• The suffering of separation—how mistrust and fear are sustained by the habit of blame
  • Beginning to release the armoring around your heart
  • Learning to bring a compassionate presence to the unconscious, unmet needs that drive you
  • Freedom from trance—recognize the vulnerability and sacredness that lives in others and all beings

Oily Wells March!

March 16 -18
Palo Alto to San Francisco


TPA is joining with other social justice, environmental, and faith-based groups, led by 350 Silicon Valley, to march for action in March. The 3-day, 34-mile walk from Palo Alto to the Wells Fargo offices in San Francisco will protest Wells Fargo’s continued investment in disastrous climate projects, including tar sands, pipelines, and extreme condition extraction.

Learn more about the action…

From Victoria Armigo:

For those who want to act in the world, please consider attending some part of this 3-day Oily Wells march that TPA is cosponsoring.

This is an invitation to join me and 350 Silicon Valley as we ramp up a campaign to expose “Oily Wells” by participating in the March for Fossil Fuel Freedom, a 3-day, 34-mile march from Palo Alto to the bank’s San Francisco headquarters on March 16-18. The pilgrimage will offer a chance to meet other concerned folks (from partners such as Idle No More SF Bay and the Sierra Club) and act as a human billboard attesting to the rapidly deepening climate crisis and the prospect for sustainable solutions.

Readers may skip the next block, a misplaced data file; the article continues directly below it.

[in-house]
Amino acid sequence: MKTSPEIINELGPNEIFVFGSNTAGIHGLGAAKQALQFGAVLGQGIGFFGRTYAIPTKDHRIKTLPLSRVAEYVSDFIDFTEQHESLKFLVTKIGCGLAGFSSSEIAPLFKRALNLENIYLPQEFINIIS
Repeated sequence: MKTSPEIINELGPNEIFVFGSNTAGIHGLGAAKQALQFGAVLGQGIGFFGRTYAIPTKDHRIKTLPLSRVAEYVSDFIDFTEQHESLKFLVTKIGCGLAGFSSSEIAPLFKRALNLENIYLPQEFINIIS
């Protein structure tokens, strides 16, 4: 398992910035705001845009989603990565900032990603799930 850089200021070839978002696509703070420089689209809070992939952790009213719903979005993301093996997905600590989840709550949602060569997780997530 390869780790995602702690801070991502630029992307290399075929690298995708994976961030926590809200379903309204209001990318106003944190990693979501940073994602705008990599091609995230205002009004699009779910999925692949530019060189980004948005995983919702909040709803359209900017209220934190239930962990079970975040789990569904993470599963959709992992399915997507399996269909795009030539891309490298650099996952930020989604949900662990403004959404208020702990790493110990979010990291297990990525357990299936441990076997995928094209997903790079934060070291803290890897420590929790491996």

It would be great if participants would please  register online today (3/11).  We need to know how many delicious vegan meals and snacks to serve to how many people and where.

We will spend two nights in church and community halls, with food and support vehicles for carrying gear provided. At “stagecoach stops” along the way there will be educational presentations and performances (featuring Oily Wells himself). Learn more and register now at

Just having you there, at any point along the way, as a show of support means a lot.

Please RSVP today.

3/22 Fourth Friday/Films of Vision and Hope – Redefining Prosperity: The Gold Rushes of Nevada City

Friday March 22, 7:30-9:30pm 
Fireside Room, Unitarian Universalist Church of Palo Alto, 505 E. Charleston, Palo Alto
Free, donations appreciated.

Born in the California Gold Rush, Nevada City was once the scene of some of the most destructive environmental practices on earth. By the 1960s, the town was a backwater, its extractive industries dying. Then it was discovered by the “back to the land movement.” It was a second gold rush but with a different idea of gold based on nature, community and a sense of place.  Learn more…


See the trailer…

Heart and Home